[11] Ibid, articles 42 and 48-54.

[12] Vienna Convention on the Law of Treaties 1969, 1155 UNTS 331 (VCLT) article 60.

[13] ILC Articles on State Responsibility (n 9) Articles 26 and 50.

[14] See, Johnstone (n 6) on Russia’s purported justifications and why they do not stand up to scrutiny.

[15] Yoshifumi Tanaka, Rachael Lorna Johnstone and Vibe Ulfbeck, ‘Polar Legal System’ in Routledge Handbook of Polar Law (n 7), 18-22.

[16] Ibid, 22-23.

[17] Ibid, 25-27.

[18] On the obligation of all States to uphold peremptory norms of international law, see ILC Articles on State Responsibility (n 9), Article 41(1).

[19] The Agreement on Enhancing International Arctic Scientific Cooperation, Fairbanks, May 11, 2017. Entered into force, 23 May 2018, <http://hdl.handle.net/11374/1916>.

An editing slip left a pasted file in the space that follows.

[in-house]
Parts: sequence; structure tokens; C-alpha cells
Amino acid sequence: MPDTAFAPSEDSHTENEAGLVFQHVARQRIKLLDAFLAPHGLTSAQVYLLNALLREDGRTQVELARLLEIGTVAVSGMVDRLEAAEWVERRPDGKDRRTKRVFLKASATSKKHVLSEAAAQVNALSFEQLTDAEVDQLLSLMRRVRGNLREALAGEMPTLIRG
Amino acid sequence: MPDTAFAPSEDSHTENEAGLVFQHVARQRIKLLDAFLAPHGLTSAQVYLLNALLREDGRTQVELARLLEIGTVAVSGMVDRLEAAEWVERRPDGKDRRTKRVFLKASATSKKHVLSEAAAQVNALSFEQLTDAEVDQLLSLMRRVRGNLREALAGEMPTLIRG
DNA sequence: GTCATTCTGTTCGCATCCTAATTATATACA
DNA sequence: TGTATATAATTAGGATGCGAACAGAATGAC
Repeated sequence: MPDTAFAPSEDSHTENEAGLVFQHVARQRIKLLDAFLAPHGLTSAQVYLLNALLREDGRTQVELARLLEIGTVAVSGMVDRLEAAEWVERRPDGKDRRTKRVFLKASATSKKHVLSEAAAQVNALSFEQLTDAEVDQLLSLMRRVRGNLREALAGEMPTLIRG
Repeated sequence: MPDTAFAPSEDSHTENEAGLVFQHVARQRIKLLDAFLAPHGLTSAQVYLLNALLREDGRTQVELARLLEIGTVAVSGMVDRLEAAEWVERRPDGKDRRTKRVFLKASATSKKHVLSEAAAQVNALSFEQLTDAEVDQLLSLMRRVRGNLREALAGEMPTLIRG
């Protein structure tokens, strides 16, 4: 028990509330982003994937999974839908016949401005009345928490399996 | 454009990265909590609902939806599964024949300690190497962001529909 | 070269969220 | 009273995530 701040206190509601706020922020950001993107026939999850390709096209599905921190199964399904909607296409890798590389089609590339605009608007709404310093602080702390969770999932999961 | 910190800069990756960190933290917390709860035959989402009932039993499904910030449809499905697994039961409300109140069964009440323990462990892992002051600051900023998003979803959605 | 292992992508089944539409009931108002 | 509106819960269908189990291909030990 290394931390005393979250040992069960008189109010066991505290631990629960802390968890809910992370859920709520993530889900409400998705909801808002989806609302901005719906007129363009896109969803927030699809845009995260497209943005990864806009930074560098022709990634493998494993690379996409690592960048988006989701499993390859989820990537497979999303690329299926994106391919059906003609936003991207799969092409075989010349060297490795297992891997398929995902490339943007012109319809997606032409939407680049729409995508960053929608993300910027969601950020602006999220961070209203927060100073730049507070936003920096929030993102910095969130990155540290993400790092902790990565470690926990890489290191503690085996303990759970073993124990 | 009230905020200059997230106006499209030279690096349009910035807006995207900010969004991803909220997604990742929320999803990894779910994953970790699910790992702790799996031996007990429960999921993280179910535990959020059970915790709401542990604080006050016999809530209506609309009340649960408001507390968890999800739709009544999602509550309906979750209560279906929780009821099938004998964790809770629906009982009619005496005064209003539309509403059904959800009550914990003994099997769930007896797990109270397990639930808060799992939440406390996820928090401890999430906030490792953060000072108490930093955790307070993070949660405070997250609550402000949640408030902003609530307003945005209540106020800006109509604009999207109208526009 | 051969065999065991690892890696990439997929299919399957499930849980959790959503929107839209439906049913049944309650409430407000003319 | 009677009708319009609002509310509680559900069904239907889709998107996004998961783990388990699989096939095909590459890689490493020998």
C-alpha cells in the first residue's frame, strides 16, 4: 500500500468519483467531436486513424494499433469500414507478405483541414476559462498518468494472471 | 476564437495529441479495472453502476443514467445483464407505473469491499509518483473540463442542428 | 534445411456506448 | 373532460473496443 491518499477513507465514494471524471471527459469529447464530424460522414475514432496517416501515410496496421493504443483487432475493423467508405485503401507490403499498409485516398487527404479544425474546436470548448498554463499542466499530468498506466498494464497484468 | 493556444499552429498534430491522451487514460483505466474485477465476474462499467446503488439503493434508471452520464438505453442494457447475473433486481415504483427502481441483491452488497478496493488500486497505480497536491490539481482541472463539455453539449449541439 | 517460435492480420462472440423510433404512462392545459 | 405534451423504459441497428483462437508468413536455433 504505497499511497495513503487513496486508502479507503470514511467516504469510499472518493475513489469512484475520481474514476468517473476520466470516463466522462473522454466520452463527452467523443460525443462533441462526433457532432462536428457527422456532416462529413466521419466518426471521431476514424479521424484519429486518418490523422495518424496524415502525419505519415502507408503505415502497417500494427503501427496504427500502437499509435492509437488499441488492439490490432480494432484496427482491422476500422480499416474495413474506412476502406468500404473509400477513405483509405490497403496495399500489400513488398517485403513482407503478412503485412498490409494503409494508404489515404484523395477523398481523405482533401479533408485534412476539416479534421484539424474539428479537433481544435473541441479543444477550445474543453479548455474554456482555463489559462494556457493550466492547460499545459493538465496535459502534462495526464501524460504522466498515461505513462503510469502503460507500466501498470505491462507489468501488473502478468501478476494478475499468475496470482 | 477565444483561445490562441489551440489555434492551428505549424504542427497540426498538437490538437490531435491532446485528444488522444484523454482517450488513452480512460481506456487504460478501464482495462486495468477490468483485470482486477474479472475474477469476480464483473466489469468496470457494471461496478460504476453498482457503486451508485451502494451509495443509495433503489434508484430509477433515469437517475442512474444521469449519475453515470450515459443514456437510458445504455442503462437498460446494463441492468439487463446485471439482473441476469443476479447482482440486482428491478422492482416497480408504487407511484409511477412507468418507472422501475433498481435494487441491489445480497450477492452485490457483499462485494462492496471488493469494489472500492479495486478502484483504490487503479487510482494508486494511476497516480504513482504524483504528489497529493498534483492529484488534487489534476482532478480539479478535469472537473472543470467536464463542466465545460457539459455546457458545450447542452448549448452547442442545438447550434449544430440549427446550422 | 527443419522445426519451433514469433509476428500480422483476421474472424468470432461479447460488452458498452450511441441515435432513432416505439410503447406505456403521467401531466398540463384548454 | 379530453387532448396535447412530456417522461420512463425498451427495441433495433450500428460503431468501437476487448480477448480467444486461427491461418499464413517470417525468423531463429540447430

[20] ATCM, ‘Final Report of the Forty-fourth Antarctic Treaty Consultative Meeting’ (23 May – 2 June 2022) Vol I (ATCM XLIV); ‘Helsinki Antarctic Meeting Culminates in Agreement on Climate Declaration,’ (Ministry for Foreign Affairs of Finland, 14 June 2023) <https://um.fi/news/-/asset_publisher/GRSnUwaHDPv5/content/helsingin-etelamanner-kokous-huipentui-sopuun-ilmastojulistuksesta/35732> accessed 27 June 2023.

[21] https://web.archive.org/web/20220320105358/https://www.rsr-online.ru/news/2022-god/obrashchenie-rossiyskogo-soyuza-rektorov1/ translation by Jonathan Wood.

[22] Ekaterina Zmyvalova, ‘The Impact of the War in Ukraine on the Indigenous Small-numbered Peoples’ Rights in Russia’ (2022) 13 Arctic Review on Law and Politics, 407, 409-410.

[23] Mikhail Gorbachev, ‘Speech in Murmansk,’ (1 October 1987) <https://www.barentsinfo.fi/docs/Gorbachev_speech.pdf> accessed 26 June 2023.

[24] Declaration on the Establishment of the Arctic Council, September 19, 1996 (Ottawa Declaration), <https://oaarchive.arctic-council.org/handle/11374/85> accessed 26 June 2023.